Katie Hopkins is everywhere. All over our Facebook feeds, all over the papers, websites, daytime TV. And wherever she is, she's offending a group of p...
David Cameron, Ed Miliband and all the other party leaders will be jostling for voters' final decisions over the coming week in the lead-up to 7 May but on social media, one of their key communications tools, I feel they've got it all wrong.
I do not have the likes of Ms Hopkins social presence and media privilege in which to air my views, but as a mother of a child with autism, what I do have is a voice and the right, as does anyone else, to say how her views impact upon those with a disability. Her words impact upon me, my family and wider society.
While politicians are often regarded as verbose - especially in their attempts to answer the question they would prefer to have been asked rather than the one actually posed to them - the media that surrounds us is increasingly visual. Within the final week of campaigning it is interesting to consider the type of imagery, both official and unofficial, that seems to have dominated the 2015 election.
Are you "single", "in a relationship", "married? Or do you have an "it's complicated" status? How do you manage your personal relationship via social media? Do you obsessively watch what your partner is doing on there?
Like many, I had understood that trolling, and its later forms was driven by a process of disinhibition. When individuals feel they are anonymous or invisible, they start to act as if concern for others or guilt were no longer a problem...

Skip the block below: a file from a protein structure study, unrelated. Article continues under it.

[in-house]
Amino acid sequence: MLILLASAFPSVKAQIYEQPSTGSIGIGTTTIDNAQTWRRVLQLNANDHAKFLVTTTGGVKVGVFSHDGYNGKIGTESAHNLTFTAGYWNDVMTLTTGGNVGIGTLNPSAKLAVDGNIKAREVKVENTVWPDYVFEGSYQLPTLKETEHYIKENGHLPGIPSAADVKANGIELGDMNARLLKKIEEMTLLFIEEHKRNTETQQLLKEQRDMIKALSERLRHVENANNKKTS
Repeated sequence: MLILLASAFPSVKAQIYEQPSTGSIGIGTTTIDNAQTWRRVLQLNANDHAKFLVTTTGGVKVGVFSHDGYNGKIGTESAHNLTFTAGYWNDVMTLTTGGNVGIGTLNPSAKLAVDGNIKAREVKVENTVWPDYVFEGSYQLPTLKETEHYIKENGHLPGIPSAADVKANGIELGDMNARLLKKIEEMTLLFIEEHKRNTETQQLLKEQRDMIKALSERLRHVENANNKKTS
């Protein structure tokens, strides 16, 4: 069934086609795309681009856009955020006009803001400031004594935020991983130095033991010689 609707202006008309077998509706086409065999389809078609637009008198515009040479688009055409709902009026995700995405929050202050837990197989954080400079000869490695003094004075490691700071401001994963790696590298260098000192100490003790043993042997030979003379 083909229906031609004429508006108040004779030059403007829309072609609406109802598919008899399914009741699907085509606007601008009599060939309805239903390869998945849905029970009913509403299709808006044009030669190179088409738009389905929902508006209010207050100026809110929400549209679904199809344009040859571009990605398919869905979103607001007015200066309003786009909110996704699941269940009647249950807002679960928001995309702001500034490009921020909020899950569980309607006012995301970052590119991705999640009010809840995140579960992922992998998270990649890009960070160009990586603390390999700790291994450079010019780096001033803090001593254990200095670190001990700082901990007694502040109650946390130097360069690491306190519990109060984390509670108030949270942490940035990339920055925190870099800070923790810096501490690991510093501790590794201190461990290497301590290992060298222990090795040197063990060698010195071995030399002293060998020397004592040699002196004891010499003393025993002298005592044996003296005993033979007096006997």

Wake up Twitter. Business is being conducted right under your nose and you are doing nothing to either assist it or profit from it. You own a river of commerce and you are raising billboards to obstruct its flow. That's stupid.
As humans, I think it's natural for us to want to be part of something, whether that's a community in the physical sense or, more recently, online. However, I do think there's a danger of us slowly losing our individuality. Our little quirks and idiosyncrasies are what make us unique after all.
If you're going to use social media for your customer service then it's key to make sure that you've grasped the basic rule which is: respond, respond, respond. If you're used to offering customer or client service that is only available within working hours then social customer service might not work for you.
16- and 17-year-olds deserve to be able to vote, to be able to determine the direction of their public services and policies that affect them, and 'Milifandom' has once again displayed their maturity and high levels of engagement.
Buble has an Instagram account to which he regularly posts photos of himself and his very aesthetically pleasing family, as well as various tropical locations, music related images, him in a flash car and... well... kittens. So far very innocuous...until now.
Do you fancy your grandchildren being able to see that Saturday night pic from your student days in thirty years time? Your great-grandchildren or even their friends? What do you think happens to all these texts, Facebook posts, tweets and Instagram photos as you age and move through the different stages of your life?
Other women have every right to share their baby news, their photos, and their updates, just as I share photos of Hugo's life, and his grave garden. I would never dream of asking them to stop sharing photos of their bumps or babies. Rather than continue to torture myself, I have started unfollowing, for now, on Facebook some women...
The truth is that email actually constitutes a very poor medium for modern communication. The intensity, frequency and sheer number of conversations required these days means that email cannot cope with providing the context required for effective conversation.
I've previously heard some people refer to the Skoll World Forum in Oxford as the 'Oscars of Social Enterprise' - an annual glitzy affair with celebrities and influential figures coming from across the globe to celebrate themselves and drink champagne...
Social media is crammed with the inane, repetitive and quite frankly dull minutiae of everyday life that can surely interest no one but the poster (and maybe their mum). Why then, do we overshare so much? I have a few theories: